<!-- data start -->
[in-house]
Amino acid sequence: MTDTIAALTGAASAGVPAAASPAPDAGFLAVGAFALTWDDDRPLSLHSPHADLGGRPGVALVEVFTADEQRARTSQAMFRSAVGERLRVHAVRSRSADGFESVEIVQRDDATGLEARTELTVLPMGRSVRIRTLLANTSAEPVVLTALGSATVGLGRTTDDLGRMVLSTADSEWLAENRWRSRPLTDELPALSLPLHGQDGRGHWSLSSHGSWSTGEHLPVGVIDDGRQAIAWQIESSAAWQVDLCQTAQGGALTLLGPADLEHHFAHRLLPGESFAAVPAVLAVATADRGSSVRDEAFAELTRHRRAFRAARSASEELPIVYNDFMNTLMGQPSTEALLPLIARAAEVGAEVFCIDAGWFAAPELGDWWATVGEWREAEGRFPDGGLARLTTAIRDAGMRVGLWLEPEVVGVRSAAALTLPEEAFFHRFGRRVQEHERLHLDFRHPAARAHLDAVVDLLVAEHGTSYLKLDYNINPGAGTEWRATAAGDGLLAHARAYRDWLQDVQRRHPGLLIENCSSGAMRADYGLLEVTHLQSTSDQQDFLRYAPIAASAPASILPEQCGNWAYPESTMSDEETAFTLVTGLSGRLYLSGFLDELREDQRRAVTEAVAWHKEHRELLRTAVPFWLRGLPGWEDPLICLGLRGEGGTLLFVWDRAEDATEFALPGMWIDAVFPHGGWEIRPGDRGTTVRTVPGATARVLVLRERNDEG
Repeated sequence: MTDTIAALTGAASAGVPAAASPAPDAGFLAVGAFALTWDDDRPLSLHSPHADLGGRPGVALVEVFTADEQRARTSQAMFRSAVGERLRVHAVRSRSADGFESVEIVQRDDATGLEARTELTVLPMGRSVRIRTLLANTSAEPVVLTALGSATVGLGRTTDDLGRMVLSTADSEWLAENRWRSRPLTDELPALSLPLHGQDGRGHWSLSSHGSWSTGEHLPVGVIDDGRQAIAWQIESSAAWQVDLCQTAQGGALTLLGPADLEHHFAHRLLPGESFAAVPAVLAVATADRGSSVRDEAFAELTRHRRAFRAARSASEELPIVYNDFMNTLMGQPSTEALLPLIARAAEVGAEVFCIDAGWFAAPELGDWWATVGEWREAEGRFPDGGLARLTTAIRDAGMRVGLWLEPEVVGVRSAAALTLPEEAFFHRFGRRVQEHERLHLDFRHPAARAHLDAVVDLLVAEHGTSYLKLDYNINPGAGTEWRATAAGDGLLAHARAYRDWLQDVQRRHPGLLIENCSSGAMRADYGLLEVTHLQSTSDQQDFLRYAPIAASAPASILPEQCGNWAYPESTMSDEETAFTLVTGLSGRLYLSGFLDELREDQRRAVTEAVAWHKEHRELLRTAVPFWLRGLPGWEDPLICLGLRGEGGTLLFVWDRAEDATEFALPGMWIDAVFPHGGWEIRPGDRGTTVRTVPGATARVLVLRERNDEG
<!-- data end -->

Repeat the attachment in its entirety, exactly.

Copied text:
[in-house]
Amino acid sequence: MTDTIAALTGAASAGVPAAASPAPDAGFLAVGAFALTWDDDRPLSLHSPHADLGGRPGVALVEVFTADEQRARTSQAMFRSAVGERLRVHAVRSRSADGFESVEIVQRDDATGLEARTELTVLPMGRSVRIRTLLANTSAEPVVLTALGSATVGLGRTTDDLGRMVLSTADSEWLAENRWRSRPLTDELPALSLPLHGQDGRGHWSLSSHGSWSTGEHLPVGVIDDGRQAIAWQIESSAAWQVDLCQTAQGGALTLLGPADLEHHFAHRLLPGESFAAVPAVLAVATADRGSSVRDEAFAELTRHRRAFRAARSASEELPIVYNDFMNTLMGQPSTEALLPLIARAAEVGAEVFCIDAGWFAAPELGDWWATVGEWREAEGRFPDGGLARLTTAIRDAGMRVGLWLEPEVVGVRSAAALTLPEEAFFHRFGRRVQEHERLHLDFRHPAARAHLDAVVDLLVAEHGTSYLKLDYNINPGAGTEWRATAAGDGLLAHARAYRDWLQDVQRRHPGLLIENCSSGAMRADYGLLEVTHLQSTSDQQDFLRYAPIAASAPASILPEQCGNWAYPESTMSDEETAFTLVTGLSGRLYLSGFLDELREDQRRAVTEAVAWHKEHRELLRTAVPFWLRGLPGWEDPLICLGLRGEGGTLLFVWDRAEDATEFALPGMWIDAVFPHGGWEIRPGDRGTTVRTVPGATARVLVLRERNDEG
Repeated sequence: MTDTIAALTGAASAGVPAAASPAPDAGFLAVGAFALTWDDDRPLSLHSPHADLGGRPGVALVEVFTADEQRARTSQAMFRSAVGERLRVHAVRSRSADGFESVEIVQRDDATGLEARTELTVLPMGRSVRIRTLLANTSAEPVVLTALGSATVGLGRTTDDLGRMVLSTADSEWLAENRWRSRPLTDELPALSLPLHGQDGRGHWSLSSHGSWSTGEHLPVGVIDDGRQAIAWQIESSAAWQVDLCQTAQGGALTLLGPADLEHHFAHRLLPGESFAAVPAVLAVATADRGSSVRDEAFAELTRHRRAFRAARSASEELPIVYNDFMNTLMGQPSTEALLPLIARAAEVGAEVFCIDAGWFAAPELGDWWATVGEWREAEGRFPDGGLARLTTAIRDAGMRVGLWLEPEVVGVRSAAALTLPEEAFFHRFGRRVQEHERLHLDFRHPAARAHLDAVVDLLVAEHGTSYLKLDYNINPGAGTEWRATAAGDGLLAHARAYRDWLQDVQRRHPGLLIENCSSGAMRADYGLLEVTHLQSTSDQQDFLRYAPIAASAPASILPEQCGNWAYPESTMSDEETAFTLVTGLSGRLYLSGFLDELREDQRRAVTEAVAWHKEHRELLRTAVPFWLRGLPGWEDPLICLGLRGEGGTLLFVWDRAEDATEFALPGMWIDAVFPHGGWEIRPGDRGTTVRTVPGATARVLVLRERNDEG